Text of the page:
Three kerosene bracket type lamps, with reflectors, on either side, furnished light.
The school had an organ and songs were sung each morning in the opening exercises.
There was a fence on the south and east of the school grounds, which served as a hitching rack. It was made of wooden posts and gas pipe.
Elm trees were planted in the school yard in 1890. Water was carried in a cedar bucket from the McKerrow farm a half-quarter mile west of the school. Pupils drank from a tin dipper. A cistern was dug when the new schoolhouse was built.
Games played included Mumble-peg, Hounds and Deer, Blackman, Tag and Shinny.
Among library selections were David Copperfield, Shakepeare’s plays, Greek myths, Leather Stocking Tales, Oliver Twist, Hedpath’s Ancient History and Cooper’s works.
A literary society was organized, in the early days of the school, which existed for more than twenty years. It was organized at the beginning of school and lasted throughout the term. Meetings were held weekly, at night. They included miscellaneous programs. Special attractions at these entertainments were the debates and the Shield’s family orchestra
Mrs. Nellie Head, who was Nellie Shields, was interviewed. Her parents were Mr. and Mrs. Joseph Shields, who live done-fourth mile north of the school. She had three sisters and three brothers who attended Vaughan School. Her father, sister, Ada and the three boys, Ethelbert, Wilbur and Clem composed the members of the orchestra. Mr. Shields and Wilbur played violins; Ethelbert played cello; Clem the triangle; and Ada the organ. Clem was quite small and often grew sleepy before the entertainment was over and had to be awakened when it was time for the orchestra to play. Wilbur now lives in Ventura, California, and is an accomplished musician, having composed music for the violin. He has a violin repair shop.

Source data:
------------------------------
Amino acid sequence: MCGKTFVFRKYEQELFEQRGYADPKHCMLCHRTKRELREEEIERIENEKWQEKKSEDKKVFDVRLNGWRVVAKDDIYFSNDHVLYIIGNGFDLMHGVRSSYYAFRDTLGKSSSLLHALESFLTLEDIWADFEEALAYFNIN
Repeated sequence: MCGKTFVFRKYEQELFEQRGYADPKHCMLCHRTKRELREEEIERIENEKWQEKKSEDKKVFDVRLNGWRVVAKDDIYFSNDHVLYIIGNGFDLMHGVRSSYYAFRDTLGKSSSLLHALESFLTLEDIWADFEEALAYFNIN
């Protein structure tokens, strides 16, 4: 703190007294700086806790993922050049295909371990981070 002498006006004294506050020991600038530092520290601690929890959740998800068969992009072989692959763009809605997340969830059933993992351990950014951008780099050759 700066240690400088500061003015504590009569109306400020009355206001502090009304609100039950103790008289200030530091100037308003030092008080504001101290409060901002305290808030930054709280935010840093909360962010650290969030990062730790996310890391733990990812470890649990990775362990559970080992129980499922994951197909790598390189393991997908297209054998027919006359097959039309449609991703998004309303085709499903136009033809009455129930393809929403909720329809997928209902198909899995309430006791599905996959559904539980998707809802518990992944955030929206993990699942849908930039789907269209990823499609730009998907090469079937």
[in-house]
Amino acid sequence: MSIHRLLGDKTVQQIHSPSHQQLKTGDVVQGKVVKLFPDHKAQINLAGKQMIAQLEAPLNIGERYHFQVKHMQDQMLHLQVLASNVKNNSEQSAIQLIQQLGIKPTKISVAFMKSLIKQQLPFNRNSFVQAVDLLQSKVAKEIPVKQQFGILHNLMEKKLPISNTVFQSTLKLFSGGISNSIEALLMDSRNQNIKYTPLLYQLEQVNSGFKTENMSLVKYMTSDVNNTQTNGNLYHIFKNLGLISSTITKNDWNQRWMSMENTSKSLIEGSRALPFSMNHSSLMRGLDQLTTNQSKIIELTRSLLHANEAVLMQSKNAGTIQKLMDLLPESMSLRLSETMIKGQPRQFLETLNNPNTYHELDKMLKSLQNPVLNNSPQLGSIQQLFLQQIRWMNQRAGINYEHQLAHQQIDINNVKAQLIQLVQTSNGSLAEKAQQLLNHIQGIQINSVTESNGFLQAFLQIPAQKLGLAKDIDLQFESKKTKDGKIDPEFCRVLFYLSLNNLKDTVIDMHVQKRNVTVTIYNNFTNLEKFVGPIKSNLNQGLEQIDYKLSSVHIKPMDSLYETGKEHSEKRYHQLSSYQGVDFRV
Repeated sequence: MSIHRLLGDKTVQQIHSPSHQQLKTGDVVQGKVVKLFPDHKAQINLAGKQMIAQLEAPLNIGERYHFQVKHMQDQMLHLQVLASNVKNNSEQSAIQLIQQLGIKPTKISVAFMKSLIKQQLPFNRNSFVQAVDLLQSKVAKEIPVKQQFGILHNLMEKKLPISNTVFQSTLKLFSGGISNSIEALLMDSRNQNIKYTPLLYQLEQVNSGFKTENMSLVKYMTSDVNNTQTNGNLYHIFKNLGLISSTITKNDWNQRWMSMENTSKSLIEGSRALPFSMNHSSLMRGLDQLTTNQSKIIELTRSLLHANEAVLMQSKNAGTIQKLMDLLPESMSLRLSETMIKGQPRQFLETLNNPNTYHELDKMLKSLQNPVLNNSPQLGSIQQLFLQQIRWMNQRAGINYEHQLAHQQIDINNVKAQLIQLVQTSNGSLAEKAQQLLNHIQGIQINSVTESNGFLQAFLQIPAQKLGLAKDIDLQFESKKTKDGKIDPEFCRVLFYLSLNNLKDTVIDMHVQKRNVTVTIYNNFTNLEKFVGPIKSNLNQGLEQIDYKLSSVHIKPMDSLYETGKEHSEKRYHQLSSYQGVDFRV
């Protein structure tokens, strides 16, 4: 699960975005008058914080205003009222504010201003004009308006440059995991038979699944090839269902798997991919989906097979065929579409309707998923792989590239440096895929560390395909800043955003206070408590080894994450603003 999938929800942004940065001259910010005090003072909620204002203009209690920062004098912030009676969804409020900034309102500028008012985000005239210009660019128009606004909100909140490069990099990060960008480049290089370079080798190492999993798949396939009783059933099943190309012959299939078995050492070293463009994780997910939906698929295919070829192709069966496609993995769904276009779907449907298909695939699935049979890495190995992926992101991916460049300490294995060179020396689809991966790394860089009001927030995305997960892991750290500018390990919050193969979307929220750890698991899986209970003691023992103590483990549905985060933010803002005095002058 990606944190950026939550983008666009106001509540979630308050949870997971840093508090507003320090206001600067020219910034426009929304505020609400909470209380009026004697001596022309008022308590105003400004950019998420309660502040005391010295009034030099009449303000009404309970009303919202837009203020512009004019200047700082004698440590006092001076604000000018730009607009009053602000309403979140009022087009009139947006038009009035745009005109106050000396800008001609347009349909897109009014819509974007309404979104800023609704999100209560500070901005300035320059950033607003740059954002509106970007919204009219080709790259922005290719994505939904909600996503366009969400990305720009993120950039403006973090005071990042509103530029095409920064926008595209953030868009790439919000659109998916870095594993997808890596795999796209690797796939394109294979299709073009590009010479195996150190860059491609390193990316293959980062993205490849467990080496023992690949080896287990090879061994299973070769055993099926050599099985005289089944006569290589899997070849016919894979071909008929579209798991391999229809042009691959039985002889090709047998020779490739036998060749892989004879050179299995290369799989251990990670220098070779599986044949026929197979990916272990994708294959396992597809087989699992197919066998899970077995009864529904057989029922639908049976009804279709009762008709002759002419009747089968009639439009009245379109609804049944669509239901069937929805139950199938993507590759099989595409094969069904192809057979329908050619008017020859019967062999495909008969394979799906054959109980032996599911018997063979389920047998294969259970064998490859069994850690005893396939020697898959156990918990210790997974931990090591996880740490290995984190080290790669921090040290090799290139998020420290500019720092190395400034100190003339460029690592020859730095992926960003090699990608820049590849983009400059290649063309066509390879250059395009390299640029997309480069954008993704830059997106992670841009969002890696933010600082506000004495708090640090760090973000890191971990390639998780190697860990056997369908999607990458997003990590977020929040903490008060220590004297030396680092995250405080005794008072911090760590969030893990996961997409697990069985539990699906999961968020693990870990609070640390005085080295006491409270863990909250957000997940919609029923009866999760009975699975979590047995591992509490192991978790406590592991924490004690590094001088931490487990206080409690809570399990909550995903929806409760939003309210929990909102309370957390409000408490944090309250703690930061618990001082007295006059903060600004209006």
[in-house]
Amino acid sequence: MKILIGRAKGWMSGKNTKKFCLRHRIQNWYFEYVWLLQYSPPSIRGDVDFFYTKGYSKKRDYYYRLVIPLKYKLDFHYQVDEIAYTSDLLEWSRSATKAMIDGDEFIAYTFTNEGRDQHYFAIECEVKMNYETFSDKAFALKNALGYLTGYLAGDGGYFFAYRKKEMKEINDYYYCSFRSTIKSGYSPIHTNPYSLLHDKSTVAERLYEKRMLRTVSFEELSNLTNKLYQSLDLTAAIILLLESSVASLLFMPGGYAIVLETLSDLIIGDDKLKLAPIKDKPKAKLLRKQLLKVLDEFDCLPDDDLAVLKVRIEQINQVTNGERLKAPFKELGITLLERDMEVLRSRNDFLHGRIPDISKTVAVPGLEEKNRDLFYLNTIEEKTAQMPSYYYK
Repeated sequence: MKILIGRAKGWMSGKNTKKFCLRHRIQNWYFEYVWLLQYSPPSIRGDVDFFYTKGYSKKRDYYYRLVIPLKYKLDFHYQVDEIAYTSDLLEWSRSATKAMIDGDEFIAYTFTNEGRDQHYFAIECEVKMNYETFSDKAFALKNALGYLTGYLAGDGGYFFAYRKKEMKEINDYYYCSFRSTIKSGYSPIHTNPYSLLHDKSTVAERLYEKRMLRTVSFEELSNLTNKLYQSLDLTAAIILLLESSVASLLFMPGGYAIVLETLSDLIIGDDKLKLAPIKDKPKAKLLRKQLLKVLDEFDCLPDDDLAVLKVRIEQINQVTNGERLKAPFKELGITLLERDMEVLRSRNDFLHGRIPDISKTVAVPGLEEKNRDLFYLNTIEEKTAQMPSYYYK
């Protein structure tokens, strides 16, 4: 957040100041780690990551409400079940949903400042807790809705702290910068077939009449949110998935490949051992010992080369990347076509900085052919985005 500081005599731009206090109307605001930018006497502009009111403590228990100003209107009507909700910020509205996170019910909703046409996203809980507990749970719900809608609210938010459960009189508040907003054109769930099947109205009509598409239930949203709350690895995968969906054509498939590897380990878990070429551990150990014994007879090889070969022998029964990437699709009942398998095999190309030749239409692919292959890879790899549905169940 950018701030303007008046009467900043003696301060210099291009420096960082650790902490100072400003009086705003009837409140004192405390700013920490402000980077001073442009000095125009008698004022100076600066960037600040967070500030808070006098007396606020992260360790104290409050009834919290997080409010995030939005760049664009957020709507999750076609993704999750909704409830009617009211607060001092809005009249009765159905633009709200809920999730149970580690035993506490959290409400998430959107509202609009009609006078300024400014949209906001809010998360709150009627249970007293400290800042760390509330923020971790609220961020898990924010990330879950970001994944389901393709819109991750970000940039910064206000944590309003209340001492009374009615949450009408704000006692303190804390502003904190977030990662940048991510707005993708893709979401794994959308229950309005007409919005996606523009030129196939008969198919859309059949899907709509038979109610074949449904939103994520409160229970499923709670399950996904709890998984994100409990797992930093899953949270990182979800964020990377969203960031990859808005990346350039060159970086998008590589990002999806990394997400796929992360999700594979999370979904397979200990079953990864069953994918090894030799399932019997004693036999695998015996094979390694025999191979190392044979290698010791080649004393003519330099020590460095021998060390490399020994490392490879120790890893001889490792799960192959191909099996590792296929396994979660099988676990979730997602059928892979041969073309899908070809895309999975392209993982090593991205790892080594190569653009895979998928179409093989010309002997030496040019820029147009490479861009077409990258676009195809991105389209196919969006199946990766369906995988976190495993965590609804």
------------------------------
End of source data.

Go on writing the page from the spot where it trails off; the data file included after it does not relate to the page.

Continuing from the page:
Some of the debaters were Nick Barnhart, John Hoyt, Sr., Mr. Prosser, Buckner Matthews, Dick Stagner, M. L. Brooks, Mr. Rahrer, Dan Vaughan, Henry Kern, Mr. Elsas, and later, Pat Matthews, George Barnhart, Irl Linville, Cleve Linville and Horace Linville.
Cypering and spelling matches were enjoyed. Some of the outstanding spellers were Grace Elsas, Edward Elsas, Bert Mitchell, Abbie Brooks and Bessie Gaines.
Writing schools were held. They were subscription affairs, pupils paying so much for a term of 12 lessons, which were given weekly at the schoolhouse at night.
Singing schools were formed on the same basis. Some of the teachers were Henry Kern, Mr. Crooks and Herbert Kitteridge, who was the grandfather of Dr. Kitteridge, dentist, at Chillicothe.
Sunday School was held often at the schoolhouse through the years. Harvey Moore, Frank Rohrer, Mrs. Allimon and J. C. Linville served as superintendents.
Mrs. Anna Kerr, who was Anna Winfrey, daughter of Mr. and Mrs. William Winfrey, and who lived three-quarters of a mile north of Vaughan School, remembers one bad storm during school hours. The children and the teacher went to the Vaughan’s basement until the storm was past. The cyclone struck about a mile east of the schoolhouse, destroying two homes.
A new schoolhouse was built in 1910 in the southeast corner of the schoolyard, nearer the road. The old building was torn down. Charles and James Goff built the new schoolhouse.
Members of the board at this time were John Byers, Mat McKerrow, and P. H. Barnhart. Miss Kate Hoyt was the first teacher in the new building.
This structure is still standing and is being used W. O. W. Extension Club for meetings.